Labor News

Union Busting SF Mayor Ed Lee Helps Billionaire Owners of UBER & Lyft With Privatization Of Public Spaces

Current News - Tue, 11/07/2017 - 16:31

Union Busting SF Mayor Ed Lee Helps Billionaire Owners of UBER & Lyft With Privatization Of Public Spaces

http://www.sfexaminer.com/mayor-lee-strikes-deal-allow-uber-lyft-vehicle...

Mayor Lee strikes deal to allow Uber, Lyft vehicles to use SF curb space

In exchange for traffic data from Uber and Lyft, Mayor Ed Lee has agreed to a pilot program to convert some parking spaces into painted curbs that could be legally used by ride-hail drivers. (Aleah Fajardo/2016 Special to S.F. Examiner)
By Joe Fitzgerald Rodriguez on November 7, 2017 12:00 pm

Mayor Ed Lee and tech giants Uber and Lyft struck a deal this week to provide city curb space for ride-hail vehicles as part of a new pilot designed to ease San Francisco traffic, the San Francisco Examiner has learned.

In exchange for traffic data from Uber and Lyft that The City will use to combat congestion, Lee agreed to a pilot program to convert some parking spaces — in a yet-to-be determined commercial corridor — into painted curbs that could be legally used by ride-hail drivers.

That data is a holy grail sought aggressively by city leaders to help transportation planners ease local traffic, including City Attorney Dennis Herrera, who has filed with the California Public Utility Commission to obtain such data. The CPUC regulates Uber and Lyft in California.

“The City and shared mobility organizations both want the same thing for our city — a world class transportation network that is safe and efficient for everyone,” Lee wrote in a Tuesday morning email to the CEOs of Uber and Lyft, Dara Khosrowshahi and John Zimmer, respectively.

The deal follows Lee’s effort to negotiate with Uber and Lyft that began in May, which was first reported by the Examiner, to combat increasing traffic jams and safety concerns that city leaders say is exacerbated by 5-6,000 Uber and Lyft vehicles that descend on San Francisco daily, out of a pool of 45,000-plus local ride-hail drivers.

The deal struck by Lee, Uber and Lyft comes after months of negotiations behind the scenes.

In the letter to the Uber and Lyft CEOs, Lee wrote that prior to the implementation of the pilot program, ride-hail companies will electronically ban ride-hail drivers from using certain locations via the cellphone app, called geofencing.

Geofencing would help designate for drivers which painted curbs they could use to pick up passengers, Lee wrote, and the ride-hail companies will begin “in-app education” of customers and riders on the new protocol.

“To ensure compliance,” Lee wrote, “The City will require data, such as anonymized trip details, from shared mobility providers (Uber and Lyft).”

Uber said it was “excited” to collaborate with the Mayor’s Office and would share data through a third party, but did not clarify what level of data would be shared.

Notably, the company has said that it shares trip data in heat maps, which they call “Movement,” but it lacks specificity necessary to help transportation planners.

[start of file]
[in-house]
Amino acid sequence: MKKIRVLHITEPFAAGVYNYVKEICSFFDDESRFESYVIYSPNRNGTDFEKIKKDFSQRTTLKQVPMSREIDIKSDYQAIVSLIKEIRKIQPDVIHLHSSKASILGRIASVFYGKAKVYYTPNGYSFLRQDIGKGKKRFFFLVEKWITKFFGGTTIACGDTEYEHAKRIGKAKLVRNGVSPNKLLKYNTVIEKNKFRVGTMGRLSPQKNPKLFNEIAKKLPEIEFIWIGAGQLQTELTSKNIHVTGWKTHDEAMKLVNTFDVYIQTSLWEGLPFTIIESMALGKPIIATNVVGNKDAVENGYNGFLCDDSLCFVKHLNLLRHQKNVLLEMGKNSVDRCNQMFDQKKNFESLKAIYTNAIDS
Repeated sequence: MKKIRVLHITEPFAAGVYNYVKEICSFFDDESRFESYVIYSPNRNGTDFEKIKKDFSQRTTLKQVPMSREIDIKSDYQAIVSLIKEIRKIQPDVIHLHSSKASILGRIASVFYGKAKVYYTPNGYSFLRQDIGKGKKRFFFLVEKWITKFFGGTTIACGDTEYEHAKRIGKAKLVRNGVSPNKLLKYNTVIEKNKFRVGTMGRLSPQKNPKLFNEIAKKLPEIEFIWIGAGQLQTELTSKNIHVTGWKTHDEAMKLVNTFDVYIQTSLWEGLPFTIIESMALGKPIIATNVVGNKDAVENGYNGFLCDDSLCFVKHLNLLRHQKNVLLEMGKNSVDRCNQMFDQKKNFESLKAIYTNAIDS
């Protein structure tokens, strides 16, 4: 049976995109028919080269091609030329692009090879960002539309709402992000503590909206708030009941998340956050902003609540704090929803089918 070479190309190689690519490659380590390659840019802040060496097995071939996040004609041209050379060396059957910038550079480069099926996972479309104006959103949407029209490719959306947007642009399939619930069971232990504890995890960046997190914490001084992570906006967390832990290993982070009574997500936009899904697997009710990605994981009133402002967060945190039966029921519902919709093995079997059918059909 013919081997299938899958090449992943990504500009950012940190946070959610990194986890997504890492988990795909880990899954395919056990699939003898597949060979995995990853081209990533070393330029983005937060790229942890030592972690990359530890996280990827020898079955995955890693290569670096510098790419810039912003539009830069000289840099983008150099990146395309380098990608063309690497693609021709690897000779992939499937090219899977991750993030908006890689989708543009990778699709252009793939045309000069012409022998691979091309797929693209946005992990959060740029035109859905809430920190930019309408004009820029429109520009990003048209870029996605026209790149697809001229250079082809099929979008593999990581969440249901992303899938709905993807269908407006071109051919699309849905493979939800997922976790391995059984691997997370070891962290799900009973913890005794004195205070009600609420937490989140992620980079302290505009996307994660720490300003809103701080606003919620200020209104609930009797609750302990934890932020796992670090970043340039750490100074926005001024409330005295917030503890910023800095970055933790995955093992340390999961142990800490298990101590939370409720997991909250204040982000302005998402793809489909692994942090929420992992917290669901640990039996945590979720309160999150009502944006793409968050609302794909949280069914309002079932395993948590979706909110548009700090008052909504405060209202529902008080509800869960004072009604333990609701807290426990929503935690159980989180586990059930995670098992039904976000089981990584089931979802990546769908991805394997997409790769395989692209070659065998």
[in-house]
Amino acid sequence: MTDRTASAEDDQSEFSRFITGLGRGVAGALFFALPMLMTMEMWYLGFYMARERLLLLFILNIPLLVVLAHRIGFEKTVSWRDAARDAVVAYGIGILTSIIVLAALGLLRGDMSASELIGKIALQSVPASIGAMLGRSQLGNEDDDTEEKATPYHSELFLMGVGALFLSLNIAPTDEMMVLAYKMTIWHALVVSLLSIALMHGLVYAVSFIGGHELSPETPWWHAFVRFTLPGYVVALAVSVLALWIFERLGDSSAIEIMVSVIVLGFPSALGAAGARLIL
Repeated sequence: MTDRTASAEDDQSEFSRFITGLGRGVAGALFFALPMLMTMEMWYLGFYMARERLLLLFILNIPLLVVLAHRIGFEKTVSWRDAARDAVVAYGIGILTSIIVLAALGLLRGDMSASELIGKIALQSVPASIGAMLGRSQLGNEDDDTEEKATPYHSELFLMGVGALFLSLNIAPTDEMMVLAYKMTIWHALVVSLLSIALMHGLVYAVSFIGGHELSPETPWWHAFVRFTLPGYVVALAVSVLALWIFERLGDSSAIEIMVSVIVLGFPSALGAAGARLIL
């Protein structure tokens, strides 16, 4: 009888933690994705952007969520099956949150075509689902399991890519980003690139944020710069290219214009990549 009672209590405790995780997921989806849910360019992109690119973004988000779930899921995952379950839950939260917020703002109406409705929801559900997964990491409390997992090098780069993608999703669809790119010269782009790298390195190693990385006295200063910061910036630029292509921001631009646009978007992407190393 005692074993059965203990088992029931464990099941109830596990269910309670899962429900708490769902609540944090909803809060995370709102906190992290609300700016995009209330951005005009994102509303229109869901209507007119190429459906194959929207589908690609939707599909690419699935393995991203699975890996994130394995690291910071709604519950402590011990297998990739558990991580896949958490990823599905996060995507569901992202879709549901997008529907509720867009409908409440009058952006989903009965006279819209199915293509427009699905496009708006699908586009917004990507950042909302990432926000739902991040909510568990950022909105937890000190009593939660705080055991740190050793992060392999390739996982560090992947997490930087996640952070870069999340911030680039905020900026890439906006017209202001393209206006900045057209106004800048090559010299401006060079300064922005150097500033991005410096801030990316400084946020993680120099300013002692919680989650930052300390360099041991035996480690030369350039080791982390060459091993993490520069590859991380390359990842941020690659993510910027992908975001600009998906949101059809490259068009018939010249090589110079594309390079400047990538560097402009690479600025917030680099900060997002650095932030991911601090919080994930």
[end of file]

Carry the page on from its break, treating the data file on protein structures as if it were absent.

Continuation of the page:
“Lyft looks forward to partnering with the Mayor’s Office” Lyft spokesperson Chelsea Wilson said in a statement. She added, “The details of the program are still being finalized, but we believe there is a way to share anonymized data that helps The City understand the current transportation environment while still protecting user privacy.”

Exactly what commercial corridor the pilot will take place in, and in which neighborhood, has not yet been determined, according to Lee’s letter.

After the agreement was announced Tuesday, Supervisor Hillary Ronen voiced her desire to find alternatives for Uber and Lyft on Valencia Street, where cyclists complain thousands of ride-hail drivers block bike lanes each day.

“I strongly urge that Valencia [Street] be selected as the corridor for this program,” Ronen told the Examiner. However, she said she does not want parking to be impacted.

Meanwhile, in a public letter Ronen sent to Uber and Lyft on Tuesday, she asked the companies to voluntarily geofence Valencia, and only pick up riders on side streets.

Data from the San Francisco County Transportation Authority shows on one average Dolores Street block on any given Friday, there are about 280 ride-hail pickups and dropoffs, the Examiner previously reported. On just one block of Valencia Street near 16th Street, by contrast, there are as many as 2,190 daily pickups and dropoffs by ride-hails like Uber and Lyft.

Though no neighborhood has been identified for Lee’s pilot with Uber and Lyft, the agreement will kick off an outreach effort with the Board of Supervisors, merchants and residents, to see who would be willing to host this ride-hail pilot.

At least one Lyft driver is a fan, with some concerns. Ken, who declined to give his last name, drove on Fulton Street as he discussed his concerns about the deal with The City.

“It depends on the location. Just like here, we don’t need a white zone, you know what I’m talking about?” he said, gesturing to Alamo Square Park